A Mutually Affirming Marriage: Built from Scratch

The wedding ceremony exhibits commitment, excitement, joy, hope. It is the first step into the marriage where two become one. No couple enters marriage with the expectation of failure; the newly minted bride and groom anticipate the future with the expectation of expanding love and intimacy.

Often the onlookers view the smiling couple as they say their vows and declare that “This is a marriage made in heaven.” While we will not deny that heaven plays a part in giving blessing and meaning to the coming together of the couple; no marriage is “made in heaven.” Successful marriages are made here on earth as the partners work through the mundane of every day, building on the shared commitment of the wedding ceremony.

It is as if at the wedding, the couple is given a Lego kit with many pieces. Their marriage becomes  the process of putting those pieces together to form the structure of a joyful, enduring marriage. There are many pieces to fit together. Some are easy to figure out, some are confusing and hard. Certainly, for the partners to succeed they must put steady energy, real effort, into constructing their true house and home.

Here are a few key components to the marriage kit. Putting in play these simple actions and attitudes will lay a firm foundation and strengthen the structure of any marriage:

  1. Make time to be together. Relationships do not grow and strengthen without conscious effort. It is important for both husband and wife to intentionally set aside time to talk about life, to share hopes and dreams, to solve little problems before they become big, to simply be with each other. Many couples start drifting apart when they forget the excitement they shared during courtship. The partners need to feed the flame of intimacy daily—have a date night; go hiking together, play a game at home, simply sit and talk. The best way to have a friend is to be a friend. Over and over scripture says,

       “For this reason a man shall leave his father and mother, become united to his wife, and they will become one flesh.” (Genesis 2:24 and repeated many times through Scripture.)

  1. Celebrate your differences. If you both were the same life would be boring. But one of the earliest stresses on a marriage is when one or both partners consciously or unconsciously try to remake their mate into some preconceived idea of what a husband or wife should be. Indeed, such efforts are doomed to failure while stressing the relationship. It is ok to be different—he may be a hugger, she is not; she may like music, he likes football; she likes the room cool, he likes it hot, she is a morning person, he is not. The list may be long. But rather than negate and nag each other, celebrate the differences. Certainly talk about them openly; even laugh about them. When necessary, compromise.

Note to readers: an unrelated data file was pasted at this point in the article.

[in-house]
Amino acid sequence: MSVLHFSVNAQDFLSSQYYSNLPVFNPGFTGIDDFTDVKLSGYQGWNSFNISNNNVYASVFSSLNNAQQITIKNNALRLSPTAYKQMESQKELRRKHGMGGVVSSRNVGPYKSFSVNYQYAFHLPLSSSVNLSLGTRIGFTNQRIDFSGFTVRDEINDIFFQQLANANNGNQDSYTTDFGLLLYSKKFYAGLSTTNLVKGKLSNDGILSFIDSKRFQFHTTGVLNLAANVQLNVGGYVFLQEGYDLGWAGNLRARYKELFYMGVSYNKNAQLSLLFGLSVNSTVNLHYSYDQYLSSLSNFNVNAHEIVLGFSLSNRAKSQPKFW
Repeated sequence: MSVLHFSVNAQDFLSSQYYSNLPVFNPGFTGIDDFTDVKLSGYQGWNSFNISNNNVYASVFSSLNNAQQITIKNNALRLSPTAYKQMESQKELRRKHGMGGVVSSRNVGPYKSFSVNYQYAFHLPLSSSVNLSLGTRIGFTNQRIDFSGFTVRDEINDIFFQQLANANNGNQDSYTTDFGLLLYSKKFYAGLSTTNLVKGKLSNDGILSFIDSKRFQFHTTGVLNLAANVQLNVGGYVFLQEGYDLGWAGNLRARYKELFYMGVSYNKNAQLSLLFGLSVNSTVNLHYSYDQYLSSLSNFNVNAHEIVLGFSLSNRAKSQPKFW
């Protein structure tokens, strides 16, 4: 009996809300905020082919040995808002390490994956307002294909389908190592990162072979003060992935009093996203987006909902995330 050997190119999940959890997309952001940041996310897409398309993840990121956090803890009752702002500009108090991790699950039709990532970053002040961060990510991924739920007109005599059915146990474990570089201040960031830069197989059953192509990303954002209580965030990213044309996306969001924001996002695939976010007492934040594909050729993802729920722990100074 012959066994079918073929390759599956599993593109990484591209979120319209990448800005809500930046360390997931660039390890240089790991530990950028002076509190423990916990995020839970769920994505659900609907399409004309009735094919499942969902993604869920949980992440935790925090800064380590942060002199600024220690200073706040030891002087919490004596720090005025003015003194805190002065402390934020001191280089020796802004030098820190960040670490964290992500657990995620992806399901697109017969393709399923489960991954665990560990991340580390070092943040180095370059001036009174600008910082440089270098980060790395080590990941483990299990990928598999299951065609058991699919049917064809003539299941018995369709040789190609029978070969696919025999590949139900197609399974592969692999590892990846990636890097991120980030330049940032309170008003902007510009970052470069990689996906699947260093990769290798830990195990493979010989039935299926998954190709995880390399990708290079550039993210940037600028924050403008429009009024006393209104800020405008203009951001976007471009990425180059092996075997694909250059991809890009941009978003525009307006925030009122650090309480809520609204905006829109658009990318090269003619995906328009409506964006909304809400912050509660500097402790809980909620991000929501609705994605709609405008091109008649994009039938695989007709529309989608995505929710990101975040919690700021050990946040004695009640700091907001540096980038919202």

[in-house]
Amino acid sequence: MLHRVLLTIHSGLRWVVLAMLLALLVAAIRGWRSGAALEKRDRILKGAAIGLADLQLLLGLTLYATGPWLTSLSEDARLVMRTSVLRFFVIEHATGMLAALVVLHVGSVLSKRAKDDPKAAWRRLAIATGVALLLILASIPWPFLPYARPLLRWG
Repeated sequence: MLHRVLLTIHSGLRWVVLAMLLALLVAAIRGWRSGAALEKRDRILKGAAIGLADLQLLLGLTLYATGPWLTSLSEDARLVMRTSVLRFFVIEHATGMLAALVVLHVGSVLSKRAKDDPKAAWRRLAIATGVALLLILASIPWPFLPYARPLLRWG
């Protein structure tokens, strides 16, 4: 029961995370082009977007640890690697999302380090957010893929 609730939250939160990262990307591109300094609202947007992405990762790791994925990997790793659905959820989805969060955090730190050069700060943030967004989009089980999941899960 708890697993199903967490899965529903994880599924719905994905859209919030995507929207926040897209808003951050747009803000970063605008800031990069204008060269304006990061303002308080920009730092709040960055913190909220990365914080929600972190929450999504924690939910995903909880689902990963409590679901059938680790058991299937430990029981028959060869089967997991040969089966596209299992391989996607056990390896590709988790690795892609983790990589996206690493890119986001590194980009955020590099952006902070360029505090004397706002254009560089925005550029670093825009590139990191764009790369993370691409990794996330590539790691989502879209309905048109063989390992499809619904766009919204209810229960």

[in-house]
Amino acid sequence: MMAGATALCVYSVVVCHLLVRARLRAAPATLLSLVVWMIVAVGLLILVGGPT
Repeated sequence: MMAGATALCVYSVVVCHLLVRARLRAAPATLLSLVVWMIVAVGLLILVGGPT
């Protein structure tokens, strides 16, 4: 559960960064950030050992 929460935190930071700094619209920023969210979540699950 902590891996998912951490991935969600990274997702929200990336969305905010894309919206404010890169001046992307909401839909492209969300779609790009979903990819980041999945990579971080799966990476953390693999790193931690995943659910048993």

“Therefore each of you must put off falsehood and speak truthfully to his neighbor for we are all members of one body.” (Ephesians 4:25)

  1. Monitor your own behavior. Step outside yourself from time to time and think about your own attitudes and actions are affecting the intimacy with your partner. It is easy to slip into negative, neglectful habits which can easily undermine the marriage ties. Adopt intentional actions that are encouraging and affirming.

      Submit to one another out of reverence to Christ.” (Ephesians 5:21)

  1. Avoid destructive criticism. As we focus on the challenge to love unconditionally in our marriage, we need to find healthy ways of expressing negative feelings and emotions. Yes, talk out frustrations and differences and hurts, but do so in such a way that your words do not cause hurt that can lead to a vicious cycle of negative interaction.

      “Do not let any unwholesome talk come out of your mouths, but only what is helpful for building other sup according to their needs that it may benefit those who listen.” (Ephesians 4:29-32) and “Speaking the truth in love…” (Ephesians 4:15)

  1. Forgive and forget. In marriage, nothing is more important than to be willing to forgive. No one is perfect. We will all fail at one time or another: we will sooner or later do or say something that will hurt our spouse—and our spouse will do the same to us. We can get hung up in a spiral of anger and hurt or we can forgive and forget and move on. We can learn from our mistakes and become better people, be a better couple, grow into a better marriage through the process of acknowledging our failures, forgiving, and then growing.

      “Be kind and compassionate to one another, forgiving each other, just as in Christ God forgave you.” (Ephesians 4:32)

So dump the Legos out of the box and start building! You will have the time of your life.